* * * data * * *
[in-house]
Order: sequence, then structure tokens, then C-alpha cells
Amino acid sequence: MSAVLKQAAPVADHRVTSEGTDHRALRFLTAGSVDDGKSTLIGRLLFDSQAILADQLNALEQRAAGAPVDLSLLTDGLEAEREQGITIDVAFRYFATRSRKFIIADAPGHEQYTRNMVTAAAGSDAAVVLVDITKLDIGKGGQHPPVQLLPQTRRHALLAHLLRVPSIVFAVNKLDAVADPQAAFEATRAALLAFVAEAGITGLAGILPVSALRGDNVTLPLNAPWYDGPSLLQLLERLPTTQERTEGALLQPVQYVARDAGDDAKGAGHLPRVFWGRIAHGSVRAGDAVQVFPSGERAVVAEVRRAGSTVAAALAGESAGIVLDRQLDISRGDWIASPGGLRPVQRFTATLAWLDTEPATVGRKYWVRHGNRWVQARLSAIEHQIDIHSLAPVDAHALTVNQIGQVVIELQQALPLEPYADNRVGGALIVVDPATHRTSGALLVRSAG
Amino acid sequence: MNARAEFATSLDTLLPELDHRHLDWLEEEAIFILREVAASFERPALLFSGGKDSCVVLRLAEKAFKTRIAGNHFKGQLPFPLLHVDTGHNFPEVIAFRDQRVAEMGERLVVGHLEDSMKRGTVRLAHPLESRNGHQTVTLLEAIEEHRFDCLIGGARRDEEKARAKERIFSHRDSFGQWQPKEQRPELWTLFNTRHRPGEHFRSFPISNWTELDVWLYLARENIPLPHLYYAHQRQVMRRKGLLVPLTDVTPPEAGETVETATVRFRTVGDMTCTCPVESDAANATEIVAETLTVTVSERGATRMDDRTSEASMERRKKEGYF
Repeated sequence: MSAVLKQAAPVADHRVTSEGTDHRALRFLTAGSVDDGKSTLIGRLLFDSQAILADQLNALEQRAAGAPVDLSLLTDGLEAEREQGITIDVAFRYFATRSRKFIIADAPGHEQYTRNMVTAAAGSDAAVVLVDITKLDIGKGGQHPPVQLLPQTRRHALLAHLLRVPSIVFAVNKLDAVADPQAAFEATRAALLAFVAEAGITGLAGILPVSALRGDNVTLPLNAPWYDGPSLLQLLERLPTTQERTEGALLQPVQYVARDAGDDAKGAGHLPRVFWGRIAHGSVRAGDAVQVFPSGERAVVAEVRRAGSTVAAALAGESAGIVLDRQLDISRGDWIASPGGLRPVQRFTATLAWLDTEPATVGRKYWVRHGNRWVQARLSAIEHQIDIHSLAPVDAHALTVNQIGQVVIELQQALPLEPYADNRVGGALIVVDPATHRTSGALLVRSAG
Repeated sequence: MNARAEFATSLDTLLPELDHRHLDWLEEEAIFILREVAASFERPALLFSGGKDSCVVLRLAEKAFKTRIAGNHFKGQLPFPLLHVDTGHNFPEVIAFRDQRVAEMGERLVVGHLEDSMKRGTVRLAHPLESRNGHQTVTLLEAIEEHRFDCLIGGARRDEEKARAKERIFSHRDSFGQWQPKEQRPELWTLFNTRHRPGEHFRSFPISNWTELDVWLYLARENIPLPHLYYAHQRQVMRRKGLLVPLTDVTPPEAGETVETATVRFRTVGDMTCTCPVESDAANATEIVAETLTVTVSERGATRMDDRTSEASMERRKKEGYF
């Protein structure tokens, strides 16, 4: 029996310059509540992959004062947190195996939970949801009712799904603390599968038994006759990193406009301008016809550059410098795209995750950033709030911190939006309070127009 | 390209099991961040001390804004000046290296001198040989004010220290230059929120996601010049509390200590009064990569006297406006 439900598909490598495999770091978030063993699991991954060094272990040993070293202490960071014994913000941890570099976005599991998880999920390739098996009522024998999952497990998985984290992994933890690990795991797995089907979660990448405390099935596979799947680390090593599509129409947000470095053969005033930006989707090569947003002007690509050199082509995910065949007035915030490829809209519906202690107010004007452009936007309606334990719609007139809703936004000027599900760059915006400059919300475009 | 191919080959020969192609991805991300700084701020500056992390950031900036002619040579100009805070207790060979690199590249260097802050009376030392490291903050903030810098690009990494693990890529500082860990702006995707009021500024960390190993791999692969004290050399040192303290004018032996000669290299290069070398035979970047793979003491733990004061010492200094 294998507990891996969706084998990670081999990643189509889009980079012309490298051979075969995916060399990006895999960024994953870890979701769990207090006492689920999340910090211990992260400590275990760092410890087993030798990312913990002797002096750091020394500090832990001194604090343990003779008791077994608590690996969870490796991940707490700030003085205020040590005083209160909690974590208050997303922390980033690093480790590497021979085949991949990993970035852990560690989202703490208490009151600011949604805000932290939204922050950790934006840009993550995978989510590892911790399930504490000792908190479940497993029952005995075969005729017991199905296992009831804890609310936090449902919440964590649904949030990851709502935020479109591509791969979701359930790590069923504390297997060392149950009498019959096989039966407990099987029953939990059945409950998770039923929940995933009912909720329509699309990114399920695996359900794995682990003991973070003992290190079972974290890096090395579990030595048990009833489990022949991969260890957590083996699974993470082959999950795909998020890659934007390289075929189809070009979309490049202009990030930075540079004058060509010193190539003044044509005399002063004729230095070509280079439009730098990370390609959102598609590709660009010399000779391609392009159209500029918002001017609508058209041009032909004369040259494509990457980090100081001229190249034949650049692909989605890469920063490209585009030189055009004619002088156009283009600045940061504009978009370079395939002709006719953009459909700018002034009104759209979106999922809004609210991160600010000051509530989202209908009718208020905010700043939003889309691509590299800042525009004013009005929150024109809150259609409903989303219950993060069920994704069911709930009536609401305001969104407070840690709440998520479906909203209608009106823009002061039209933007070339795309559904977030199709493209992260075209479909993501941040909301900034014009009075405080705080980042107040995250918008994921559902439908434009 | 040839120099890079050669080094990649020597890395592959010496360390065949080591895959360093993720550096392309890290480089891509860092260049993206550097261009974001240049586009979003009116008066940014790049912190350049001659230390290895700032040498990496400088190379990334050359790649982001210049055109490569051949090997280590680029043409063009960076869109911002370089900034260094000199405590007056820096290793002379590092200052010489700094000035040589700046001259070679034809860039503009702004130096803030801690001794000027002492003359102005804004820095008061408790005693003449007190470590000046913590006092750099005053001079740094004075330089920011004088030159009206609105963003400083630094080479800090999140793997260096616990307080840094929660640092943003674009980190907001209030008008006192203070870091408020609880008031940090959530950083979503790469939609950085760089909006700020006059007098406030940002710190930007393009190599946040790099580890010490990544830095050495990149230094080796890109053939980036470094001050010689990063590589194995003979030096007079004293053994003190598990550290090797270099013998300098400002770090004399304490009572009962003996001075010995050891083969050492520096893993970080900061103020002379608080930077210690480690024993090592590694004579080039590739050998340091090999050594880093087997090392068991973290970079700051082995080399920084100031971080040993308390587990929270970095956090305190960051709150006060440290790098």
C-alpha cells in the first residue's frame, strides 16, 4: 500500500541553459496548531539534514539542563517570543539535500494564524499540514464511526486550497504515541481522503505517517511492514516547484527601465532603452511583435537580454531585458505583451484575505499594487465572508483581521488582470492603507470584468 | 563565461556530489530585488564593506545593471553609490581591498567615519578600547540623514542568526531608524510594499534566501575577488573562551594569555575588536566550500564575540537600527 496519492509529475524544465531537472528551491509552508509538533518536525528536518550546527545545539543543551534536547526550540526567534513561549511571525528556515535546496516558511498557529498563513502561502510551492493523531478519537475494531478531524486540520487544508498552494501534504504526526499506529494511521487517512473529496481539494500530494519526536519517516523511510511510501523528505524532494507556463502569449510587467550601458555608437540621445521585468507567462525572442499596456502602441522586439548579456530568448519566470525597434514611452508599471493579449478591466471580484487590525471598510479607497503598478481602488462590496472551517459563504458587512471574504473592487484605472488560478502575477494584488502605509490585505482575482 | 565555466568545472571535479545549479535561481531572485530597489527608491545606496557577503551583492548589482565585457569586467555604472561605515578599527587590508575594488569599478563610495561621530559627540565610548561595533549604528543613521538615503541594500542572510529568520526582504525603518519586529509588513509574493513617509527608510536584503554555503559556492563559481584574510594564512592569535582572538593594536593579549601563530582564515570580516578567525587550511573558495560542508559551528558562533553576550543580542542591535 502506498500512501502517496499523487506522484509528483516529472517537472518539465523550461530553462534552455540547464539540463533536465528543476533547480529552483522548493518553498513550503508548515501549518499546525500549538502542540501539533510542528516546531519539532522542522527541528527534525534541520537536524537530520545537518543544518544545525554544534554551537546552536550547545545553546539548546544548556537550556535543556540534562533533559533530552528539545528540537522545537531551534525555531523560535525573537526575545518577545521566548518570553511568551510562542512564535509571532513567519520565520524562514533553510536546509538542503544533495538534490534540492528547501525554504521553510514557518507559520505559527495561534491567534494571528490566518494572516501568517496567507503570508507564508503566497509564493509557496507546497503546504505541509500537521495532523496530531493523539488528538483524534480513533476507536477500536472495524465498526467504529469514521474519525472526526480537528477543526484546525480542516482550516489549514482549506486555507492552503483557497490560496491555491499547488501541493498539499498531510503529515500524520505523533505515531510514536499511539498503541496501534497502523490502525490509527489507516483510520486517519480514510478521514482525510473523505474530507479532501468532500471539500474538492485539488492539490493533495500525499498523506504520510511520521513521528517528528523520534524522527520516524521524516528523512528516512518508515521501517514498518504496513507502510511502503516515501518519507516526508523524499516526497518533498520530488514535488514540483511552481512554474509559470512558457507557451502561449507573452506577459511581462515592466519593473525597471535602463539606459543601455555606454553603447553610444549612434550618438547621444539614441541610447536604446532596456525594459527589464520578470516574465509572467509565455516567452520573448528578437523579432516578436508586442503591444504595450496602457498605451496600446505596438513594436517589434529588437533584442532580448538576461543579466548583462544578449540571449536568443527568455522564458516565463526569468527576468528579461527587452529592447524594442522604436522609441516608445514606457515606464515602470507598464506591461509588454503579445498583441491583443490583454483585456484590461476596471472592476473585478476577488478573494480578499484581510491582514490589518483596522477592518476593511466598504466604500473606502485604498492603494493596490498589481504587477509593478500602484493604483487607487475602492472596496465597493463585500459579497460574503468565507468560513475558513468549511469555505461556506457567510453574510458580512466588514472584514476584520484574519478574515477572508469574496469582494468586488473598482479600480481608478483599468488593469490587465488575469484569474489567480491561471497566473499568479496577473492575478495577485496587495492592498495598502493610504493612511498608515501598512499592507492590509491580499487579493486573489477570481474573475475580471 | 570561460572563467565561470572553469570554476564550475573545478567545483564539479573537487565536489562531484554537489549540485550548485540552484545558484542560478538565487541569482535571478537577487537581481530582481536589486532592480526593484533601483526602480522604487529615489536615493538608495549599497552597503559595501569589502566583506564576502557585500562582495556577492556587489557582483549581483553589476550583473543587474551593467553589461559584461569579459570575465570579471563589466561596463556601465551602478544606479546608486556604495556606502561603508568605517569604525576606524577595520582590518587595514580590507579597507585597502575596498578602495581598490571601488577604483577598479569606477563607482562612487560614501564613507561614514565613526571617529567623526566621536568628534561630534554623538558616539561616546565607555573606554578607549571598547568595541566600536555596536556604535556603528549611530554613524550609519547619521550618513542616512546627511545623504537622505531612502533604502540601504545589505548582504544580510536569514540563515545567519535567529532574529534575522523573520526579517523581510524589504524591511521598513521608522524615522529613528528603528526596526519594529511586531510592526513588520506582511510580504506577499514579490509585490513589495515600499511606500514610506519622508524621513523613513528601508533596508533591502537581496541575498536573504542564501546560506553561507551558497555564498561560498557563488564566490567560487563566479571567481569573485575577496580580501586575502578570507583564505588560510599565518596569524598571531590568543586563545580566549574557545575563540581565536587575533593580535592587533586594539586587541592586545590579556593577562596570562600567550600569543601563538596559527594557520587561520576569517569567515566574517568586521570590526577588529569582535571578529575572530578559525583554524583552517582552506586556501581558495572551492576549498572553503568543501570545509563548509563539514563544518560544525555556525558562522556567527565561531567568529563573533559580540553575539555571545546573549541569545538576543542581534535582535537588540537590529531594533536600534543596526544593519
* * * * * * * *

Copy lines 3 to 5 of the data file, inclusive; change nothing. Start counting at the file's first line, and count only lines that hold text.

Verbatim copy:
Amino acid sequence: MSAVLKQAAPVADHRVTSEGTDHRALRFLTAGSVDDGKSTLIGRLLFDSQAILADQLNALEQRAAGAPVDLSLLTDGLEAEREQGITIDVAFRYFATRSRKFIIADAPGHEQYTRNMVTAAAGSDAAVVLVDITKLDIGKGGQHPPVQLLPQTRRHALLAHLLRVPSIVFAVNKLDAVADPQAAFEATRAALLAFVAEAGITGLAGILPVSALRGDNVTLPLNAPWYDGPSLLQLLERLPTTQERTEGALLQPVQYVARDAGDDAKGAGHLPRVFWGRIAHGSVRAGDAVQVFPSGERAVVAEVRRAGSTVAAALAGESAGIVLDRQLDISRGDWIASPGGLRPVQRFTATLAWLDTEPATVGRKYWVRHGNRWVQARLSAIEHQIDIHSLAPVDAHALTVNQIGQVVIELQQALPLEPYADNRVGGALIVVDPATHRTSGALLVRSAG
Amino acid sequence: MNARAEFATSLDTLLPELDHRHLDWLEEEAIFILREVAASFERPALLFSGGKDSCVVLRLAEKAFKTRIAGNHFKGQLPFPLLHVDTGHNFPEVIAFRDQRVAEMGERLVVGHLEDSMKRGTVRLAHPLESRNGHQTVTLLEAIEEHRFDCLIGGARRDEEKARAKERIFSHRDSFGQWQPKEQRPELWTLFNTRHRPGEHFRSFPISNWTELDVWLYLARENIPLPHLYYAHQRQVMRRKGLLVPLTDVTPPEAGETVETATVRFRTVGDMTCTCPVESDAANATEIVAETLTVTVSERGATRMDDRTSEASMERRKKEGYF
Repeated sequence: MSAVLKQAAPVADHRVTSEGTDHRALRFLTAGSVDDGKSTLIGRLLFDSQAILADQLNALEQRAAGAPVDLSLLTDGLEAEREQGITIDVAFRYFATRSRKFIIADAPGHEQYTRNMVTAAAGSDAAVVLVDITKLDIGKGGQHPPVQLLPQTRRHALLAHLLRVPSIVFAVNKLDAVADPQAAFEATRAALLAFVAEAGITGLAGILPVSALRGDNVTLPLNAPWYDGPSLLQLLERLPTTQERTEGALLQPVQYVARDAGDDAKGAGHLPRVFWGRIAHGSVRAGDAVQVFPSGERAVVAEVRRAGSTVAAALAGESAGIVLDRQLDISRGDWIASPGGLRPVQRFTATLAWLDTEPATVGRKYWVRHGNRWVQARLSAIEHQIDIHSLAPVDAHALTVNQIGQVVIELQQALPLEPYADNRVGGALIVVDPATHRTSGALLVRSAG